It's not easy to successfully pull off heavy narration in a TV series.
It's difficult to maintain the right balance and resist veering into pedantic, unnecessary over-exposition territory, and it's even harder to pull it off with an unreliable narrator like Mr. Robot's Elliot.
I was prepared to be annoyed at the narration, but boy, Mr. Robot Season 1 Episode 1 definitely proved me wrong!
I do morphine. The key to doing morphine without turning into a junkie is to limit yourself to 30 milligrams a day. Anything more just builds up your tolerance.Elliot
The narration technique doesn't feel the least bit hokey – it feels true to the character of Elliot, a tech whiz who's "just an IT guy" by day and a technological Robin Hood of a hacker by night. Elliot, right off the bat, is established as suffering from abnormal psychology.
It's one of his defining characteristics. He's medicated (legally, for his delusions, and also recreationally for... well, everything else), he has trouble interacting with others, he's depressed and has social anxiety.
Despite all that, Elliot is a surprisingly sympathetic and enigmatic main character. He displays amazing insight in reading others and cares earnestly and deeply for those he believes are "good" people (Angela and Krista, in particular).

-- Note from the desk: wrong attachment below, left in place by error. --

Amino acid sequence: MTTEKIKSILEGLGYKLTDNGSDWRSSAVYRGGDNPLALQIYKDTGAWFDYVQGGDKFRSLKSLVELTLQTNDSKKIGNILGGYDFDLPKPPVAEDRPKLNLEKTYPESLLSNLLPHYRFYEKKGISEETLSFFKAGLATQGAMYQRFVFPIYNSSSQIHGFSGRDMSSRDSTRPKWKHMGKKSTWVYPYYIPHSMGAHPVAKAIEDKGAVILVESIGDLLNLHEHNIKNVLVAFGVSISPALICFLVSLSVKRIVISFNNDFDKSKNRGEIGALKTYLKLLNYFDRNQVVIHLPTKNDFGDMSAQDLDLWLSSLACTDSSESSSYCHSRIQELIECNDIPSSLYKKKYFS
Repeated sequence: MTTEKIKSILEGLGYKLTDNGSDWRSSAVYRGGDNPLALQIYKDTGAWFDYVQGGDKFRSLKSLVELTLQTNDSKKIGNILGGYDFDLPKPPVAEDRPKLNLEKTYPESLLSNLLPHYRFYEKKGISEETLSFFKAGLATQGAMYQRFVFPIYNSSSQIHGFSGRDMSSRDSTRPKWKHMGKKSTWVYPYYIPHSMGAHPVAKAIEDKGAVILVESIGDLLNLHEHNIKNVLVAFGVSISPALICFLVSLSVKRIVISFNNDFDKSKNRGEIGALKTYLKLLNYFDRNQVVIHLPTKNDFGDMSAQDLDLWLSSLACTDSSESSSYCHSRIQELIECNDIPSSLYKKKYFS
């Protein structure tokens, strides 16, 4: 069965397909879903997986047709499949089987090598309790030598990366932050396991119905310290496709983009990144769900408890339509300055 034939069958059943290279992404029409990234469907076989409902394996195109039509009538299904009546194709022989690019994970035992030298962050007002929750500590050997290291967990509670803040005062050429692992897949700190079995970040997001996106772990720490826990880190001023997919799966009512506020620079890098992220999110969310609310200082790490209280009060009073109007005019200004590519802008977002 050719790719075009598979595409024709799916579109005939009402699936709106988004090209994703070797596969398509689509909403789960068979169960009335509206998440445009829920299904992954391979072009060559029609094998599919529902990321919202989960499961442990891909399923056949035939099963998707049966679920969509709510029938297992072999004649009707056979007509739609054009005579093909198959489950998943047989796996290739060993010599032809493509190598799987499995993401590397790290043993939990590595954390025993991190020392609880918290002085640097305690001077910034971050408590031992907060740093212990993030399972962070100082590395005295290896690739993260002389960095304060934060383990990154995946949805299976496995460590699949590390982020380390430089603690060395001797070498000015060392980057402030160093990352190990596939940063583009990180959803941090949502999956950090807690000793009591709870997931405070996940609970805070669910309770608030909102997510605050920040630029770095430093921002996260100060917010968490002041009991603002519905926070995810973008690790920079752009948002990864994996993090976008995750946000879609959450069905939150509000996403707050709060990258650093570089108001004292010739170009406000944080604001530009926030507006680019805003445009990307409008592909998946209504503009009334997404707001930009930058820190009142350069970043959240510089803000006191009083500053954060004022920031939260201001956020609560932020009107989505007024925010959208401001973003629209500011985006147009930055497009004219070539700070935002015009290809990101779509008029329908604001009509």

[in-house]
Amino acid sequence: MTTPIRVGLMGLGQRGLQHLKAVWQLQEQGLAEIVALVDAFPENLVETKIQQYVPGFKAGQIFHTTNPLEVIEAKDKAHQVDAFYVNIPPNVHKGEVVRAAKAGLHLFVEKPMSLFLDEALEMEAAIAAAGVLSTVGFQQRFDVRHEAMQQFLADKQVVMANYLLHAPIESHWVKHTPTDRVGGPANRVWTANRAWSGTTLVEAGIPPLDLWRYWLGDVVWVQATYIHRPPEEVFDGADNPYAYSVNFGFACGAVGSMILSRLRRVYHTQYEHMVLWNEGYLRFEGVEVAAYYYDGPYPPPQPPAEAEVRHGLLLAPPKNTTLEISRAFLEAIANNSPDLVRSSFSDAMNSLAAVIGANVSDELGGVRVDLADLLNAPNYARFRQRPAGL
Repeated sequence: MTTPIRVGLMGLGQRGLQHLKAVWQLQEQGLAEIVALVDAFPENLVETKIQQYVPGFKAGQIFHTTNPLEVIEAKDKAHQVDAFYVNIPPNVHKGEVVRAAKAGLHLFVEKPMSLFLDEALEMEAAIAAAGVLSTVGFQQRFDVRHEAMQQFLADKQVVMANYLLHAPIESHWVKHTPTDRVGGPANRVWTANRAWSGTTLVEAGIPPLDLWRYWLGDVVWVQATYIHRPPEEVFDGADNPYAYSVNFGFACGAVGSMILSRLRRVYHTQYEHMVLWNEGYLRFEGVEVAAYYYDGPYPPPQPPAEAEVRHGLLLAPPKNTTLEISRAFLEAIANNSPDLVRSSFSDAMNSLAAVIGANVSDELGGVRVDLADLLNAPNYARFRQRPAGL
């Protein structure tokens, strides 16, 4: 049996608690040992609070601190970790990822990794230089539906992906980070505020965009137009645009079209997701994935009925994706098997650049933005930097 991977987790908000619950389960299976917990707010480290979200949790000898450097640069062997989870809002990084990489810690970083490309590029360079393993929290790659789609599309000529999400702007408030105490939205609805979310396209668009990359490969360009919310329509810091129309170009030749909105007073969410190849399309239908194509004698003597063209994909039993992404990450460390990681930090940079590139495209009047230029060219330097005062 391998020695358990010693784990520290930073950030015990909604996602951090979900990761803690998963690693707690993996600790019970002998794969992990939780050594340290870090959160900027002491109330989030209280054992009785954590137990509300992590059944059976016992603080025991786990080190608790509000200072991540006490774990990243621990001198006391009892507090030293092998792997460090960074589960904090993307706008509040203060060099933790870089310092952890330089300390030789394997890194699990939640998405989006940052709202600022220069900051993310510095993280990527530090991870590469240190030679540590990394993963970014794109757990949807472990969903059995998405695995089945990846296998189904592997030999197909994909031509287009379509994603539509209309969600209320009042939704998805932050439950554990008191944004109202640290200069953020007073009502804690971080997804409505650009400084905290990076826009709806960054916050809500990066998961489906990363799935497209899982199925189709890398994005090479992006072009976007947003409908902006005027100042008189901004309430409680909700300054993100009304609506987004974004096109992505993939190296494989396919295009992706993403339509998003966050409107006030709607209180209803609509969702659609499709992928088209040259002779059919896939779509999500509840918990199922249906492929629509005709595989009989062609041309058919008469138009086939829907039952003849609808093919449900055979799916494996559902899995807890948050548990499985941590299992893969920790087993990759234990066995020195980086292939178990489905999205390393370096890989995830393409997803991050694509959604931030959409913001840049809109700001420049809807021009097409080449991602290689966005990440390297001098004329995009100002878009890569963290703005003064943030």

His mission to crack the mystery of Krista's sketchy online boyfriend, "Michael Hansen," was one of my favorite parts of the episode – it front-and-centered what a good person Elliot is (despite his questionable means).
Elliot's inner monologue betrays his deep-seated paranoia, and we're treated to the world through his occasionally delusional eyes (his imagined diatribe to Krista, railing against a diseased society dependent on social media, and his visual/auditory "Evil Corp" hallucinations, were two particularly potent examples of his skewed perspective).
He talks to an imaginary person he even acknowledges is imaginary, and he stresses over his inability to consistently tell what's real and what's delusion, adding another layer to the audience's perception of events, (namely: is all of this actually happening?
Is this partly happening and partly in Elliot's unreliable head? What the fsociety is going on here, exactly?)
Overall, based on this first episode alone, Elliot is presented as an amazingly complex and original character: damaged, unhinged, and self-aware, all at once.
To top it off, he's played to near-perfection by an astounding Rami Malek, who embodies the character so well I have a hard time imagining he's anything other than just like Elliot in real life.